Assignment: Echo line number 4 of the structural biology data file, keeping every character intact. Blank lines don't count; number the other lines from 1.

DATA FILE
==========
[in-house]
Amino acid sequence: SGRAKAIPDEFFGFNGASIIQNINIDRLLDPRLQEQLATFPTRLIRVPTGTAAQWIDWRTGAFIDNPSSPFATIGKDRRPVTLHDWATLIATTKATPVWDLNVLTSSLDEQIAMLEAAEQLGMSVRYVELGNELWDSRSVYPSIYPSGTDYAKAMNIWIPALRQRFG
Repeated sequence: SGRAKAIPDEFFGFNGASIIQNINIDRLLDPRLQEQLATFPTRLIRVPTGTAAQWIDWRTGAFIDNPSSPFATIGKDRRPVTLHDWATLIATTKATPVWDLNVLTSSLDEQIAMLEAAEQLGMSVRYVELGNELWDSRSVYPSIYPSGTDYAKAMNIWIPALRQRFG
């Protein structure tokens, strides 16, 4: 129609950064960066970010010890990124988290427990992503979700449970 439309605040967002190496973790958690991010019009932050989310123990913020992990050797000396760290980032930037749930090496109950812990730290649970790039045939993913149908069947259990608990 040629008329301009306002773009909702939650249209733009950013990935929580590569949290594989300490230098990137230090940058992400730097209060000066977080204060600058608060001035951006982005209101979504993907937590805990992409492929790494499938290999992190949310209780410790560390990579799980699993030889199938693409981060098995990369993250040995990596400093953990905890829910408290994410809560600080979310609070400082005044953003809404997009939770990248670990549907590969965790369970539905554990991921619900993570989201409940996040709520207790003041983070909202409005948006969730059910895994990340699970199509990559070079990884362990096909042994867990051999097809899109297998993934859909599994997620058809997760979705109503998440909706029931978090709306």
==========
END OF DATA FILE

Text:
């Protein structure tokens, strides 16, 4: 129609950064960066970010010890990124988290427990992503979700449970 439309605040967002190496973790958690991010019009932050989310123990913020992990050797000396760290980032930037749930090496109950812990730290649970790039045939993913149908069947259990608990 040629008329301009306002773009909702939650249209733009950013990935929580590569949290594989300490230098990137230090940058992400730097209060000066977080204060600058608060001035951006982005209101979504993907937590805990992409492929790494499938290999992190949310209780410790560390990579799980699993030889199938693409981060098995990369993250040995990596400093953990905890829910408290994410809560600080979310609070400082005044953003809404997009939770990248670990549907590969965790369970539905554990991921619900993570989201409940996040709520207790003041983070909202409005948006969730059910895994990340699970199509990559070079990884362990096909042994867990051999097809899109297998993934859909599994997620058809997760979705109503998440909706029931978090709306």